Cars.co.za took Suzuki’s “mould-breaking compact family car/ crossover”, the Ignis, for a test drive at the model’s European launch in Italy. Here’s what their British correspondent thought about the car.
The ultra-compact crossover segment is highly popular in South Africa and it’s overdue for a shake up. Launched at the Tokyo Motor Show in 2015, Suzuki’s Ignis is heralded as the new blood the market needs and it’s already receiving rave reviews internationally for its style, price and practicality.
One of these is a detailed review by Cars.co.za’s British correspondent, Wayne Gorrett. At the European launch in Italy in December 2016, he took the Ignis for a spin and says it “constitutes an original piece of automotive design — deftly blended with multi-purpose functionality.”
Gorrett loves the model’s design, describing it as a “baby crossover”. He explains, “With its flared arches, bluff nose and jacked-up stance, there’s no mistaking it for anything other than a radically designed and eye-catching baby crossover.” The exterior design references the Swift by similarly blacking out the A and B pillars, adding on the Vitara bonnet to the design and a “trio of creases on the C-pillar which pays homage to the crimped air intakes on the rear-engined Suzuki SC100 ‘Whizzkid’ from the late 1970’s”.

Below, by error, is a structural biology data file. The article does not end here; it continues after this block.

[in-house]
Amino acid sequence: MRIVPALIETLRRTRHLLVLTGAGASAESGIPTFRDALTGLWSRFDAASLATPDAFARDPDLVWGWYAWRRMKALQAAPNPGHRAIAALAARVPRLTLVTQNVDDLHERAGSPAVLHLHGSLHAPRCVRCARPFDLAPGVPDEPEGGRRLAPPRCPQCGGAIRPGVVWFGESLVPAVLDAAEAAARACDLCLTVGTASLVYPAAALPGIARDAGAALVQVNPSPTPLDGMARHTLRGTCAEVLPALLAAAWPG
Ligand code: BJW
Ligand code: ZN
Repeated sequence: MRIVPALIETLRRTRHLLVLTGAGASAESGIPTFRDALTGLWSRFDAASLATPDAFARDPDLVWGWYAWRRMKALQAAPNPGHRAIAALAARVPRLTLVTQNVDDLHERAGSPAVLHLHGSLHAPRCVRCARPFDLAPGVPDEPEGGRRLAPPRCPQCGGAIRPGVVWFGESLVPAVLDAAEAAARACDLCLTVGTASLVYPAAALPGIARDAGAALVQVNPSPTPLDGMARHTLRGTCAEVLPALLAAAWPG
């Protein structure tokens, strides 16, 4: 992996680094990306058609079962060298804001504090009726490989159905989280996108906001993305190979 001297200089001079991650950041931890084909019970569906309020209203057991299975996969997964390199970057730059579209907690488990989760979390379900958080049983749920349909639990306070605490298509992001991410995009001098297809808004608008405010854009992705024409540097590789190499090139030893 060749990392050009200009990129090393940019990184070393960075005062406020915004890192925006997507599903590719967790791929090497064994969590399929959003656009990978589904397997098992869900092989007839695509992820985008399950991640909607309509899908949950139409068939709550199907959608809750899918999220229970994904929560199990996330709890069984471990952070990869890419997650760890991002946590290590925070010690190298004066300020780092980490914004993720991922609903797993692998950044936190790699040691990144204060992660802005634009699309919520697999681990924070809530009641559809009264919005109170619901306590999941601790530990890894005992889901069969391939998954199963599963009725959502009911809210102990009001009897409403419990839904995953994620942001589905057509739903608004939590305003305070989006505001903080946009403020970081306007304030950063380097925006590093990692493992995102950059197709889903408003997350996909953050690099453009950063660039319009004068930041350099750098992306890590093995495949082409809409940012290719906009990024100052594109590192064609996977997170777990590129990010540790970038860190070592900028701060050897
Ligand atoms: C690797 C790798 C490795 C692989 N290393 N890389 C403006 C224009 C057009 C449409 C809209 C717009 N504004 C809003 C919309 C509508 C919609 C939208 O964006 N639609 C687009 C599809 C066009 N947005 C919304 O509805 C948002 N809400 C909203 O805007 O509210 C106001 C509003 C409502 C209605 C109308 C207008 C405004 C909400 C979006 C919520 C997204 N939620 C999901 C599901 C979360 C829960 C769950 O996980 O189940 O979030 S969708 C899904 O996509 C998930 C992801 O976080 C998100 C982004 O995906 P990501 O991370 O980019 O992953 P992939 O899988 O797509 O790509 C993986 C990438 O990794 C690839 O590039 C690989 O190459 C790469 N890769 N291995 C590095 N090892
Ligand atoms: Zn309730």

One of the major strategic breakthroughs is the tone the Ignis sets for many of Suzuki’s future models: the new, lighter skeleton (developed for the Baleno) that focuses on both strength and rigidity. Because of this design, the Ignis only weighs 810 kg.
Watch a three-minute walkthrough of the Ignis below at the Tokyo Motor Show:
As for the South African market? He explains: ““The Ignis’ only local rival in SA is likely to be the cheaper but debatably-cheerful Renault Sandero Stepway. But that would do the Ignis an injustice. In many ways the Ignis is a far superior offering; it is better equipped at entry level, offers far higher levels of safety and is a superior driving and handling car (particularly at speed). The only area the Sandero should beat the Ignis is likely to be on price, but that says more about the Ignis than it does the Stepway.”
Read the full review here that at looks into, in depth, the interior (“surprisingly roomy”), the engine (to be confirmed in South Africa), performance (“one of its best attributes”), ride and handling (“You can certainly feel the Baleno DNA intertwined with it”).